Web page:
Generation Green

According to financial analyst, Charles Sizemore, in his article Stocks: Investing in a Dirty Business (SFO Weekly), 4 million new users of disposable diapers will be added in 2010 alone.  Why this astounding number?  Sizemore contends that we are in the beginning stages of a new baby boom, with the number of births in the U.S. expected to spike in the coming years.

Bear with me for a minute while I launch into a little review of U.S history (Sizemore’s article served as a refresher course for me, too).  “Baby Boomers” is the term used to describe the generation of children, now older adults, born after World War II.  These “boomers” gave birth to another large generation of children in the 1960s and 1970s, who are sometimes referred to as the “echo boomers” (who knew I was an echo boomer?).   Even younger than the echo boomers is the millennium generation, a term used to describe anyone with a birth date between roughly the late 1970s and the year 2000.   According to Sizemore, these echo boomers, along with the millennium generation, are predicted to add to the U.S. population by becoming parents themselves, in record numbers.

Let’s cut to the chase.  Sizemore makes the argument that, based on these predictions, investing in  disposable diaper stocks is a pretty good bet.  He goes on to say, “According to the Clean Air Council, Americans throw away 570 diapers per second and 49 million diapers per day.  Given the number of Americans entering their peak child bearing years in the next five years, I see these numbers only increasing.”  While this reasoning may make sound financial investment sense to some, disposable diapers sure aren’t going to do the earth any favors.  Thus the name of his article, which refers to the business of disposable diapers as “dirty”.  I am sure this play on words not only refers to the fact that diapers hold baby pee and poop on a daily basis, but also refers to the impact that these products have on the environment.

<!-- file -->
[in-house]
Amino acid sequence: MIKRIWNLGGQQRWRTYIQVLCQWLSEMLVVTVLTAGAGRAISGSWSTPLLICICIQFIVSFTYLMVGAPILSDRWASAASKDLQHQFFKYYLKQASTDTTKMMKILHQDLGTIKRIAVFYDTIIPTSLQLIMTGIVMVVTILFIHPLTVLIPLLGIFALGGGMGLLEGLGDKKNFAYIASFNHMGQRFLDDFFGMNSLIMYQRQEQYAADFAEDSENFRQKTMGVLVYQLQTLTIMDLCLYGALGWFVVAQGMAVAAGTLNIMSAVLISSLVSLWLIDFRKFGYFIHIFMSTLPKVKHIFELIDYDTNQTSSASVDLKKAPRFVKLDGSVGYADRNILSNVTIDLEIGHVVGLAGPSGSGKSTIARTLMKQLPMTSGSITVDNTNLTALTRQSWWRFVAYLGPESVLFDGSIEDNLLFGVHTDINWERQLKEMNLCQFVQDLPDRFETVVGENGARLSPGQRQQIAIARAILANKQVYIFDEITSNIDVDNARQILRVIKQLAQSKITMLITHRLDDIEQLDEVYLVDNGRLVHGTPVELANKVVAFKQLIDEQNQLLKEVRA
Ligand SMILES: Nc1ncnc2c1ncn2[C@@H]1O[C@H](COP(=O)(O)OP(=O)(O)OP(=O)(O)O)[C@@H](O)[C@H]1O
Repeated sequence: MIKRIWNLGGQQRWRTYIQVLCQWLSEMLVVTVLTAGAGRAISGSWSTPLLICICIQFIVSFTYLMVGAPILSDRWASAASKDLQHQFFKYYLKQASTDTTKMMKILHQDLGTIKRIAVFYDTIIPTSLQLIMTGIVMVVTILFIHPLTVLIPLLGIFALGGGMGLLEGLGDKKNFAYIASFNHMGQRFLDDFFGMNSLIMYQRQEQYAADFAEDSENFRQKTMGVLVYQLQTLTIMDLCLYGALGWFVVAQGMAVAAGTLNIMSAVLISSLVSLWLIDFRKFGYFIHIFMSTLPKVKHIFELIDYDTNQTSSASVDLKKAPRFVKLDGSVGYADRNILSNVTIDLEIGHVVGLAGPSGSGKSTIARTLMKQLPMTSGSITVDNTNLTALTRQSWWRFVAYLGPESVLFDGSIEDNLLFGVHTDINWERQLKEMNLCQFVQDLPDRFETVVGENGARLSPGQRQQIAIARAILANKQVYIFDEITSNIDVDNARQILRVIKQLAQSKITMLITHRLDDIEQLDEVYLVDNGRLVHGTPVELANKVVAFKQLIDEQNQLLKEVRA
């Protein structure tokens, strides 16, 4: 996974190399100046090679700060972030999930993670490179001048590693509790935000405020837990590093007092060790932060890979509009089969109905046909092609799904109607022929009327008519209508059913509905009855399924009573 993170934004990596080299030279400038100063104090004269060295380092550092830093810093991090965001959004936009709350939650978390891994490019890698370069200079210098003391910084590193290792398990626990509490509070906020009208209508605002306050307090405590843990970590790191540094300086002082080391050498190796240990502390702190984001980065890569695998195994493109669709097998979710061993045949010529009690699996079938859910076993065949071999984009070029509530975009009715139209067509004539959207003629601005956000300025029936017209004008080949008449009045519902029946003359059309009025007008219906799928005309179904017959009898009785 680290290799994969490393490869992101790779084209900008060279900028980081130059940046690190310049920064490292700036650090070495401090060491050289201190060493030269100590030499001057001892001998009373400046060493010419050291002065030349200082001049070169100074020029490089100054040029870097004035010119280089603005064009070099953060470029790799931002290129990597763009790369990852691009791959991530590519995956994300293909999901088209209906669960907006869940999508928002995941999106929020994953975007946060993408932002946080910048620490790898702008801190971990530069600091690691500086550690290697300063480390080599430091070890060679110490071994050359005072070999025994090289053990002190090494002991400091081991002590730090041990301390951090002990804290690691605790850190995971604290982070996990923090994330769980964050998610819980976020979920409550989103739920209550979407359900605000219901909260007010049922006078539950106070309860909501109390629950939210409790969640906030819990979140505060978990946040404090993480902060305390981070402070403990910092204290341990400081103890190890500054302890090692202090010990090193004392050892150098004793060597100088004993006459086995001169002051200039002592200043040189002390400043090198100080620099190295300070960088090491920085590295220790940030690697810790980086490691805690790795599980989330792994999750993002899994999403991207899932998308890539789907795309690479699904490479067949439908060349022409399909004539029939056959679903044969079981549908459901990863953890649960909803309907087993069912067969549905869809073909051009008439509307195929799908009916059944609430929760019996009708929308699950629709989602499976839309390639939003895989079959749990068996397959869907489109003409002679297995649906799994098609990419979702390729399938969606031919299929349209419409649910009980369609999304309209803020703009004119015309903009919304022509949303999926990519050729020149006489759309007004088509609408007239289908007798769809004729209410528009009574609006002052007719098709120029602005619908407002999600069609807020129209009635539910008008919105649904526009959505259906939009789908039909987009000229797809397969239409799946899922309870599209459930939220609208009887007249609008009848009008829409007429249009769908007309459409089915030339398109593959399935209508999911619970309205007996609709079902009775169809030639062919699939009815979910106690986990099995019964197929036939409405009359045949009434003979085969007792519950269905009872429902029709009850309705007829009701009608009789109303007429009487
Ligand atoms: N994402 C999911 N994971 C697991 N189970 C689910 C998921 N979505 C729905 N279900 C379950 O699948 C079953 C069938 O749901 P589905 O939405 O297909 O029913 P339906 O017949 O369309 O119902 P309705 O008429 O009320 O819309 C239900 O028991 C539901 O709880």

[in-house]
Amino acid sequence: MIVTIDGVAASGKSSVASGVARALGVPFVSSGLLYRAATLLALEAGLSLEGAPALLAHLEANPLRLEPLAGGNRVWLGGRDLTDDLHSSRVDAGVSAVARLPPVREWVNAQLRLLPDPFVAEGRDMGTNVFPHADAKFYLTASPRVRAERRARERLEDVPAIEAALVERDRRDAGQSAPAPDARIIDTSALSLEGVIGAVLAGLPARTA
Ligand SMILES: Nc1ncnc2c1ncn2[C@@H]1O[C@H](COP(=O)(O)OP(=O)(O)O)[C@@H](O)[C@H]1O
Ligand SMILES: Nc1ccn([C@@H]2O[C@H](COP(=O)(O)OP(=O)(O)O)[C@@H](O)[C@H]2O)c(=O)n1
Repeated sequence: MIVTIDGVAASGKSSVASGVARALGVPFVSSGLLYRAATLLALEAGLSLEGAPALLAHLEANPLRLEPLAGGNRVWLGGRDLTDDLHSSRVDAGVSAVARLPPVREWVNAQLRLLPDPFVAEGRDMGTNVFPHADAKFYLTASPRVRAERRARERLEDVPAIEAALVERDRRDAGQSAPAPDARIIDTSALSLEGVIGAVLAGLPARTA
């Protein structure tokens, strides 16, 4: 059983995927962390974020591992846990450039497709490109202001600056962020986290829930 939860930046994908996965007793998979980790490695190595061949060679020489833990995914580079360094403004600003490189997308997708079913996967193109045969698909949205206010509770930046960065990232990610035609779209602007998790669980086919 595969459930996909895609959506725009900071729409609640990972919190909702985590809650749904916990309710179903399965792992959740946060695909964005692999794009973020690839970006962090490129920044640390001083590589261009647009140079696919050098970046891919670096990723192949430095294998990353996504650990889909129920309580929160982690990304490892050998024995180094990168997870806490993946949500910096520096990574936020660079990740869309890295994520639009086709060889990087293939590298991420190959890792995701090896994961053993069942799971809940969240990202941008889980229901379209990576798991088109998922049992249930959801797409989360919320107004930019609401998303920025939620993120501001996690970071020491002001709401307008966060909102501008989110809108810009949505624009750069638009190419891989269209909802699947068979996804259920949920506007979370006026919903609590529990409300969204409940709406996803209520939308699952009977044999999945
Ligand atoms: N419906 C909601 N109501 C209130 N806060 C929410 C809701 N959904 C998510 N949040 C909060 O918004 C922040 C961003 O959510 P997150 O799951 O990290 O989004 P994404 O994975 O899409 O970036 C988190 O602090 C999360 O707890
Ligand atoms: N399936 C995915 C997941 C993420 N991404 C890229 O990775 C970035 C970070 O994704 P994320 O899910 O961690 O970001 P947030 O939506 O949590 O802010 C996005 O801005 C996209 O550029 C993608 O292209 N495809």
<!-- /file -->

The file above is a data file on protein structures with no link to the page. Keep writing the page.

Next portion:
After reading this article, I found myself wondering, why not invest in our children’s future by doing what we can to protect our planet?   As we at Diaper Parties SM have said before, using even one cloth diaper a day can make a significant difference.  If the popularity of cloth diapers continues to rise along with the population, maybe we will see a whole new generation of babies sporting cute and colorful (and don’t forget reusable) cloth styles instead of disposables.   And maybe this is really just the beginning of a new group, called Generation Green.  It’s just a thought.

Do you have thoughts on this issue?  If you do, we would love it if you shared them.

Bottoms Up!

Sarah

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